There were significant increase in the levels of Leptin (<0.038), Prolactin (p<0.021) and IL-4 (p<0.005) in Juvenile Rheumatoid Arthritis group with insignificant decrease in IL-5 (p<0.724) in comparison to control group.
Systemic Lupus group show a significant increase in level of Leptin (p<0.05), Prolactin (p<0.02) and IL-4 (p<0.000) with an insignificant increase in IL-5 (p<0.685) in comparison to control group.
Table 3 In RA patients shows a positive significant correlation between Prolactin, IL-5 and activity with negative insignificant correlation between IL-4 and activity. Liptin show no correlation with activity.
In Lupus patients shows a positive significant correlation between Prolactin, IL-4 and activity with negative insignificant correlation between IL-5 and activity. There was no correlation between Leptin and activity.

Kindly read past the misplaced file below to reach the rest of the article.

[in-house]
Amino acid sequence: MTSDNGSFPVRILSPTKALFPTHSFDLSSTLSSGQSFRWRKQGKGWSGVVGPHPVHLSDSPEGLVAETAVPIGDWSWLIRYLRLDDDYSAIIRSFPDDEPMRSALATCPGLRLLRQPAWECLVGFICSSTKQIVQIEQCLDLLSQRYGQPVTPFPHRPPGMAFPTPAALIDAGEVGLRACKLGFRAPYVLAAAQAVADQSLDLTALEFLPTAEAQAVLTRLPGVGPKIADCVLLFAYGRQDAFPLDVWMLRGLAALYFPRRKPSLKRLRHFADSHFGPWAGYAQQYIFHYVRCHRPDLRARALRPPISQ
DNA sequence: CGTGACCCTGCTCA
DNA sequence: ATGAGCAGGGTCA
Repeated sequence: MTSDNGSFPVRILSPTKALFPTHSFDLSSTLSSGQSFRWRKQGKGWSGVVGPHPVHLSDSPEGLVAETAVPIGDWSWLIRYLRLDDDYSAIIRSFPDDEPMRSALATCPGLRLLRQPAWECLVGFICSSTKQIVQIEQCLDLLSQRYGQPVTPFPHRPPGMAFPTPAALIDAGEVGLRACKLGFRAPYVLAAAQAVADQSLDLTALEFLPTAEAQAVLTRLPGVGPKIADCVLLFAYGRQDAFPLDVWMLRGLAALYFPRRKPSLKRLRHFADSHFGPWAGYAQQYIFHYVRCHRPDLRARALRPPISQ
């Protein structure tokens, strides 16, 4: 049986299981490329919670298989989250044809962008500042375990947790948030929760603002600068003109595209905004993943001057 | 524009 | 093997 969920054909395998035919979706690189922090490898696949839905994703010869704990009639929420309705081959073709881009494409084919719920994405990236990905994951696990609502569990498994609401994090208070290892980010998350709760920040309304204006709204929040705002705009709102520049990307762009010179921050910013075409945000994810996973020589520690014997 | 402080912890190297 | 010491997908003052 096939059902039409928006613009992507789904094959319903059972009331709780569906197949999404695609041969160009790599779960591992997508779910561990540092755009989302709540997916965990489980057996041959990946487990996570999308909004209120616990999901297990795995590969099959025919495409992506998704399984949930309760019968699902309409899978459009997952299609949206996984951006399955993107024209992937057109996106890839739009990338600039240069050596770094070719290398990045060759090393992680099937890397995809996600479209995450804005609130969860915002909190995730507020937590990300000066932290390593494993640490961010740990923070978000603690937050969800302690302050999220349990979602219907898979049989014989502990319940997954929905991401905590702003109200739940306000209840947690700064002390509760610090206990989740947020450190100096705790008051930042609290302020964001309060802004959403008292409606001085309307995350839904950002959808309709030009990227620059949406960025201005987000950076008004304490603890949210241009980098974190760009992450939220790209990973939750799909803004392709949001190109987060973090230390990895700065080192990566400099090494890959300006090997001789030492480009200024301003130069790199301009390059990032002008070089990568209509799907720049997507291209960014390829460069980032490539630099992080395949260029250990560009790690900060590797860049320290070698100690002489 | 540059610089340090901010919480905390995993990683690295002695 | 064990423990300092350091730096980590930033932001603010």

In cases with JRA (group 1) serum leptin showed significant positive correlation with BMI and age (p<0.000, p<0.05), respectively. Meanwhile Prolactin, IL-4 and IL-5 didn’t show any significant relation with anthropometric data of the cases.
In cases with SLE (group 2) there’s a highly significant positive relation between serum Leptin levels and BMI among all patients (p<0.003).
There was a difference in the Leptin level between male and female patients with a significant increase in the female than male (p<0.05).
In rheumatoid Arthritis (RA) it has been suggested that hypothalamic-pituitary dysregulation is an important pathogenic mechanism. A regulatory loop exists between the hypothalamus-pituitary axis and level of circulatory Leptin. Leptin levels are increased in patients with RA compared with healthy control (Bokrewa et al., 2003).